The show must go on

Posted on January 29, 2014

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In the 5 and a half years since we started çöp(m)adam, we have had more than 350 women working with us in different capacities. Some have stayed, and form a core group, that is comprised of an energy and dedication that I could not have envisioned. Others have moved on, for any number of reasons: they find the work to be too demanding, their children are jealous of their time being spent elsewhere, the husbands may insist that they stay at home, they find a full-time job elsewhere, they cannot abide by our make-an-appearance-at-the-workshop-at-least-once-a-week criteria, they are not used to meeting someone else’s criteria and so on.
It’s one thing when a piece-maker no longer wants to continue to work with us, but it’s another thing when one of our ‘office staff’ decides to quit. Resigning from a salaried position is a reminder to me to look at part of the philosophy of this endeavor: if a woman wants to stay at home and be a traditional housewife, that is her prerogative, but should she want to do something else, there should be accessible opportunities. So, if a woman no longer wants to work with us, well, that is a decision to be respected. (Though inside there is a voice that whispers ‘dang!’)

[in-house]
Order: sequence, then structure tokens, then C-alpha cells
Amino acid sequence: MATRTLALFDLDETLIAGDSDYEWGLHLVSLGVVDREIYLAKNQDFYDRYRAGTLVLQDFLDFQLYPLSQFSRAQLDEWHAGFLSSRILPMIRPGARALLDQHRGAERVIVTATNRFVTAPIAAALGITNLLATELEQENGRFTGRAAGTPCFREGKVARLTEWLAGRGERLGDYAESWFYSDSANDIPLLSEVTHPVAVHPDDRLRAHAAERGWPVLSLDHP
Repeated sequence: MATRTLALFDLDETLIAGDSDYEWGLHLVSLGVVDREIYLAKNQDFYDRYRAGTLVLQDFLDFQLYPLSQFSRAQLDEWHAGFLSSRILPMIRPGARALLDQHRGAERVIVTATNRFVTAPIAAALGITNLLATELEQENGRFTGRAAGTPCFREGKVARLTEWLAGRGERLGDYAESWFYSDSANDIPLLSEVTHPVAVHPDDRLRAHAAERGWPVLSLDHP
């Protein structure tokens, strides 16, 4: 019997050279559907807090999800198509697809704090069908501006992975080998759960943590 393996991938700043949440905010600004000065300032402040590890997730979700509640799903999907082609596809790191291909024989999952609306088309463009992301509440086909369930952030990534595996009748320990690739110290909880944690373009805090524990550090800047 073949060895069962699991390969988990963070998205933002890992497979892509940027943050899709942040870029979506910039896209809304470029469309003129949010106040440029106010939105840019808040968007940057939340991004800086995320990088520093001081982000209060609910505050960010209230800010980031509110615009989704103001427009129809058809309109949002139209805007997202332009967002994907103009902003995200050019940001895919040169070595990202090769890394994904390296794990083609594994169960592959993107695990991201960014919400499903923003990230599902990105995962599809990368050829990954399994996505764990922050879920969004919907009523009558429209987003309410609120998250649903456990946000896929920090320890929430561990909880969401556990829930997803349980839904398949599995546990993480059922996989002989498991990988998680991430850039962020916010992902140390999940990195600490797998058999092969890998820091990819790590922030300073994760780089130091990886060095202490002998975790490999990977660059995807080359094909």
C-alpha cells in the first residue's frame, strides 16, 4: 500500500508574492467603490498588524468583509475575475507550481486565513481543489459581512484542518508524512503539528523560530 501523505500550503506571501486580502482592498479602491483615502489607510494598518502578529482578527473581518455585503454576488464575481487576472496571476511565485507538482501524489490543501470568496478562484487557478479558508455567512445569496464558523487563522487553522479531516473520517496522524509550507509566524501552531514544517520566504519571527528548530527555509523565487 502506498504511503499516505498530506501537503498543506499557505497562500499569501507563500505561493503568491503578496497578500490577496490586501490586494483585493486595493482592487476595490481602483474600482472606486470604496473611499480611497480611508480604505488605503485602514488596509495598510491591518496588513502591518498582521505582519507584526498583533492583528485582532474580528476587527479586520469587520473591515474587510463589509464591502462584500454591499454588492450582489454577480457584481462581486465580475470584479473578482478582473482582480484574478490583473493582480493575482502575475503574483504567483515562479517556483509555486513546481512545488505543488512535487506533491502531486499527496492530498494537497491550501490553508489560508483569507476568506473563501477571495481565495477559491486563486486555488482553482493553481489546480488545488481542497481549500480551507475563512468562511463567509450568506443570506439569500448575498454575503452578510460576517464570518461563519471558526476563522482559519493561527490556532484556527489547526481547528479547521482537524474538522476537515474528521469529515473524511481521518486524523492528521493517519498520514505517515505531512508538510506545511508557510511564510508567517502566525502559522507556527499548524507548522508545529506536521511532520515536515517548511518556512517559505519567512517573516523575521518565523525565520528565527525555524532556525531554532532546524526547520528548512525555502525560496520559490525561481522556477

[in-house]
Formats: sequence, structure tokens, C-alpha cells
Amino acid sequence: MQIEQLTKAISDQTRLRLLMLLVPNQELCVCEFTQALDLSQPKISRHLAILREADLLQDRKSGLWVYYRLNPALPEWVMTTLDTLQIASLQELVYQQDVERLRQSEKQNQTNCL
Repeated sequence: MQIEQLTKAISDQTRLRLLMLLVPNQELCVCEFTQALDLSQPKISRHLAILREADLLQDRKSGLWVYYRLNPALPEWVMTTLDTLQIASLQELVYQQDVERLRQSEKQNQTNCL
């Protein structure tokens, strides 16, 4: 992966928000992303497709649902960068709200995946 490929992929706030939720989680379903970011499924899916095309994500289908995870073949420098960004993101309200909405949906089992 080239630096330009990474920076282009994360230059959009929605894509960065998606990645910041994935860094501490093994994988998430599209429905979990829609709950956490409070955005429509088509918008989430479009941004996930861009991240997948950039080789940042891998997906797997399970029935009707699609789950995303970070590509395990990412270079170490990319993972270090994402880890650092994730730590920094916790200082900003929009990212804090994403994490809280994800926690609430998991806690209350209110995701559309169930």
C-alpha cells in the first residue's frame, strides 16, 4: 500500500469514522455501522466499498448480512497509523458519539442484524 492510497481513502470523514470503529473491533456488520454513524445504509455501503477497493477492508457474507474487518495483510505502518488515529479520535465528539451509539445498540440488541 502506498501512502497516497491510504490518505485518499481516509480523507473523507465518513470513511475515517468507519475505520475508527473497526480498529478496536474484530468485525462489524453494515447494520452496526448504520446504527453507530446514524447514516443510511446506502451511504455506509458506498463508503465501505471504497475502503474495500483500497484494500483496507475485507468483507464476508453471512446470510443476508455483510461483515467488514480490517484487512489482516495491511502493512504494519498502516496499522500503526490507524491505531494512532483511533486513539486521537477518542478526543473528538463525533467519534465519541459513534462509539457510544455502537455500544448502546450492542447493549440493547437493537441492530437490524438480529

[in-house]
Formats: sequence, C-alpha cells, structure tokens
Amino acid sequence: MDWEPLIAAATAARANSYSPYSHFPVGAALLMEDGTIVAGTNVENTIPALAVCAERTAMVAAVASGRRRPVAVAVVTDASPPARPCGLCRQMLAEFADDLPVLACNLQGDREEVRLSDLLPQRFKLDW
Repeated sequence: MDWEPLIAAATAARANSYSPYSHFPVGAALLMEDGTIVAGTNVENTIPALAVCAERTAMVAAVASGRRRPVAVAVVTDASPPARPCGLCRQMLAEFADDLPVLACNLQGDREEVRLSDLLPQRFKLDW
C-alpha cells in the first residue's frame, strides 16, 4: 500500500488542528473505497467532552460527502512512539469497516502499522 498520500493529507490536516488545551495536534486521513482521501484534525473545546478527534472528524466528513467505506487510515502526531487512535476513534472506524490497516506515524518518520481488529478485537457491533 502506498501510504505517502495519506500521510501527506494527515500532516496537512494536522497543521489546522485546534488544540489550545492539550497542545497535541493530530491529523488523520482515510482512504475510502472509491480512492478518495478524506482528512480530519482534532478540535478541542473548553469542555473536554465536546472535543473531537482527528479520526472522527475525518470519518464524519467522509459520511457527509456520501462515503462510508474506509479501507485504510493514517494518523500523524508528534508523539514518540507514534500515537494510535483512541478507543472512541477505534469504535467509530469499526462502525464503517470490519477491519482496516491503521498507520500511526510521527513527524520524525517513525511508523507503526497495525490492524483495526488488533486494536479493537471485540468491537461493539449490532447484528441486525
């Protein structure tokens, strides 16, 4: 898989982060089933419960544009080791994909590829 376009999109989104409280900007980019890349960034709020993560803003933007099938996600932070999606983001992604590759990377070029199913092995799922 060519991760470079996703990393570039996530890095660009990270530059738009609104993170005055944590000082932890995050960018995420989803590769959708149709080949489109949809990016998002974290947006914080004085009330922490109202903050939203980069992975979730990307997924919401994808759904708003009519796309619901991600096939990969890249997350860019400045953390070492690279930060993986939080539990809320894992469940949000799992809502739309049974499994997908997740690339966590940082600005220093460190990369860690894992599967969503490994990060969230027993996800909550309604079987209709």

And yet there is an emotional bruising, the result of losing the positive energy of someone whom you thought was dedicated in the workshop as well as that this person did not feel a strong enough part of our family, as it were, to want to continue. The former applies to all of us, the latter too but more so for our ladies than for me. When one of our part-timers recently phoned us all to say she would no longer be working, our ladies were hurt, as they saw this colleague as a core of the team. I saw her as the one who understood me the best.

I saw the resignation coming, but our ladies did not. The morning after the phone call, I called my main staff aside and said that it didn’t matter when they knew about this, I now knew and we would carry on. They learned after I did and were visibly saddened that, in their eyes, they seemed to mean so little to the person they had spent most days with for the past 4 years, a person they laughed and cried with, a person they worked together with for the first time, a person they grew with, became self-confident with, a person they loved as an individual and as a colleague. 

She has her own reasons to no longer want to be part of our team. Whether it is that her husband really pressured her to stop working, or that she would just as soon sleep in when she can and not worry about rushing home to have dinner on the table, we may never know. To her credit, she still comes to visit, and her relatives are still part of our piece-making core.

Initially, I thought we should think of who could replace her. My full-timers told me to just slow down and wait. And on the first day that we were left without the person who took care of orders, who ‘translated’ for me to our ladies, one of our full-timers and one of our part-timers, without saying a word, without asking any questions, filled in the void, seamlessly took over the responsibilities. They rose to the occasion, quietly, but with proud confidence.

The show must go on.

Another day in the life of the garbage ladies.

 

 

 

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